Ionic Compound | What Is An Ionic Compound
In chemistry, an ionic compound is a chemical compound composed of ions held together by electrostatic forces termed ionic bonding. The compound is neutral overall, but consists of positively charged ions called cations and negatively charged ions called anions. These can be simple ions such as the sodium (Na+) and chloride (Cl−) in sodium chloride, or polyatomic species such as the ammonium (NH+4) and carbonate (CO2−3) ions in ammonium carbonate. Individual ions within an ionic compound usually have multiple nearest neighbours, so are not considered to be part of molecules, but instead part of a continuous three-dimensional network, usually in a crystalline structure.
Ionic compounds containing hydrogen ions (H+) are classified as acids, and those containing basic ions hydroxide (OH−) or oxide (O2−) are classified as bases. Ionic compounds without these ions are also known as salts and can be formed by acid–base reactions. Ionic compounds can also be produced from their constituent ions by evaporation of their solvent, precipitation, freezing, a solid-state reaction, or the electron transfer reaction of reactive metals with reactive non-metals, such as halogen gases.
Ionic compounds typically have high melting and boiling points, and are hard and brittle. As solids they are almost always electrically insulating, but when melted or dissolved they become highly conductive, because the ions are mobilized.
Ionic Compounds Are Balanced
Table salt is an example of an ionic compound. Sodium and chlorine ions come together to form sodium chloride, or NaCl. The sodium atom in this compound loses an electron to become Na+, while the chlorine atom gains an electron to become Cl-. Together, they form a neutral compound because the ions balance each other out. This is true for all ionic compounds – the positive and negative charges must be in balance.
Potassium oxide, or K2O, is another example of an ionic compound. You may have noticed that unlike the sodium chloride example, which has one sodium ion for each chlorine ion, this time there are two potassium atoms for each oxygen. This is because the charges have to be balanced for the ionic compound. All you have to do to determine how many of each ion will be in the compound is take a quick look at the periodic table.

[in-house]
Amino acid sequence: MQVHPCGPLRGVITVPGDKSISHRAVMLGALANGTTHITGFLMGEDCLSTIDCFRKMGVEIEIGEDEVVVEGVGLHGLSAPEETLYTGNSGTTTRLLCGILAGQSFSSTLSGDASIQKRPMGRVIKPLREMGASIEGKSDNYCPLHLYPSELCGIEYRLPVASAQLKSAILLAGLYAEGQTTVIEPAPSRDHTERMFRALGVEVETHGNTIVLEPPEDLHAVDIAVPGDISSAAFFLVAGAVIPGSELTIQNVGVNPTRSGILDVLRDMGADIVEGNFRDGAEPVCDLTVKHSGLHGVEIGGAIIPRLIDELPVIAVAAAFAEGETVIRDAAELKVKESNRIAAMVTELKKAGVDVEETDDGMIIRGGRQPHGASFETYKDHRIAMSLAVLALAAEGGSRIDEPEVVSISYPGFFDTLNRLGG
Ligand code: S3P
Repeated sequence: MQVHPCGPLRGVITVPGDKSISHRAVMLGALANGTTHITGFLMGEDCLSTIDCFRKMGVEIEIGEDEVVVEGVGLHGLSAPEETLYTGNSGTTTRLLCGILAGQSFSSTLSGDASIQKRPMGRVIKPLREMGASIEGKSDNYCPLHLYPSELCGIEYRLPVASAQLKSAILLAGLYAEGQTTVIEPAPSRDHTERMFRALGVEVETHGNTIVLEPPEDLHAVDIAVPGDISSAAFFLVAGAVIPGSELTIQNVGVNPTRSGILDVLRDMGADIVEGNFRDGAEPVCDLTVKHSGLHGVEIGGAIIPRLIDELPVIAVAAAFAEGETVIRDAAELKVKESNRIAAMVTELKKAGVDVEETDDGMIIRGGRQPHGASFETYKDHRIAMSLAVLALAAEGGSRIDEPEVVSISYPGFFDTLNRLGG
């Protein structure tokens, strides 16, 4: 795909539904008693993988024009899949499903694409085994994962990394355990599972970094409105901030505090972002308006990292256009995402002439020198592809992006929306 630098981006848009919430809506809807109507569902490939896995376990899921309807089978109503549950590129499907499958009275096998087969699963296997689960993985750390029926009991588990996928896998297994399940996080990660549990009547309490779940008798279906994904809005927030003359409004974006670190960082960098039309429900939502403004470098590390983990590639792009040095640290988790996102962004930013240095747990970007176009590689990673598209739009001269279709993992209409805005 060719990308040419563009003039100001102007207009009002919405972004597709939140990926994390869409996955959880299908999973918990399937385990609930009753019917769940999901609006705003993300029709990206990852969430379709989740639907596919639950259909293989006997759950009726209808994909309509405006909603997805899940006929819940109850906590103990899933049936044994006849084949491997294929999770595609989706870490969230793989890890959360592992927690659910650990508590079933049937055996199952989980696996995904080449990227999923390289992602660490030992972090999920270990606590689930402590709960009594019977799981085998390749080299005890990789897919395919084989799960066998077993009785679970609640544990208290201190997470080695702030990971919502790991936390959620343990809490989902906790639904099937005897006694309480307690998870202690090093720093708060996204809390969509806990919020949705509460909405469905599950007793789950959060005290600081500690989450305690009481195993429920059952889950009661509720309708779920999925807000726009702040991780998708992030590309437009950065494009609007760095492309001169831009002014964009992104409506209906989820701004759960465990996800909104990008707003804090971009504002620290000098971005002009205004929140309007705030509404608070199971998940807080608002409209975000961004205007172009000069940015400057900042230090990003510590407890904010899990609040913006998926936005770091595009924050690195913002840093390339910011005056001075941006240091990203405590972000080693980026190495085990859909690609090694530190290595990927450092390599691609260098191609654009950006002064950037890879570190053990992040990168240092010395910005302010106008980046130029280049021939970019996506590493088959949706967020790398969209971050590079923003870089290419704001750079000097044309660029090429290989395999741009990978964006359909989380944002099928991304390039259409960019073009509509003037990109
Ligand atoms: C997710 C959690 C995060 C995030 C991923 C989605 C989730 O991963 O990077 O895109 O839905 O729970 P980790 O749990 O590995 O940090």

Let’s start with our table salt, the sodium chloride. Sodium is in the first column of the periodic table, so it will lose one electron. Chlorine is in the second-to-last column, so it will gain one electron. Each atom in this ionic compound will lose or gain one electron, so they can pair up in a one-to-one ratio.
Bonding in Ionic Compounds
In its purest form, ionic bonding is not directional. It can be regarded as simple positive-negative Coulombic attraction between point charges. This is different from covalent bonding, in which electrons are shared by atoms, forming directional bonds.
However, absolutely pure ionic bonding does not exist. There is always at least a small degree of covalent bonding character in ionic compounds.
Ionic Compound Examples
Q: State whether the following statement is true or false. Sodium Chloride has a higher melting point than Magnesium Oxide. Justify your answer.
Ans. The following statement is True. Magnesium Oxide (MgO) has a higher melting point than Sodium Chloride (NaCl) which is around 2,800 degrees Celcius. This is because its Mg2+ and O2- ions have a greater number of charges, and so form stronger ionic bonds, than the Na+ and Cl- ions in Sodium Chloride. Because it stays solid at such high temperatures, magnesium oxide remains non-conductive and is used for high – temperature electrical insulation.
Ionic Compound Formula
In an ionic compound, such as common salt, NaCl, or magnesia MgO, the formula tells us the correct ratio of elements present, but it does not specify the unit. Ionic compounds exist as giant crystal lattices.Each crystal contains an unspecified number of ions: the numbers are enormous: even a 0.5 gram crystal of sodium chloride contains about 1 x 1022 ions.The structures of crystals can be understood in terms of their repeating units – unit cells: these can be determined by X-ray diffraction measurements.
Ionic Compound Properties
- Ionic Compounds have high boiling and melting points as they’re very strong and require a lot of energy to break.
- The electrostatic forces of attraction between oppositely charged ions lead to the formation of ions.
- Ionic compounds form crystals.
- These compounds are brittle and break into small pieces easily.
- Electrovalent compounds usually dissolve in water and are insoluble in solvents like oil, petrol, kerosene, etc.
- Ionic compounds do not conduct electricity in a solid state but they do conduct electricity in the molten state.
- In comparison to molecular compounds, ionic compounds have higher enthalpies of fusion and vaporization.
Binary Ionic Compound
A binary ionic compound is composed of ions of two different elements – one of which is a metal, and the other a nonmetal. For example, iron(III) iodide, FeI3, is composed of iron ions, Fe3+ (elemental iron is a metal), and iodide ions, I–(elemental iodine is a nonmetal).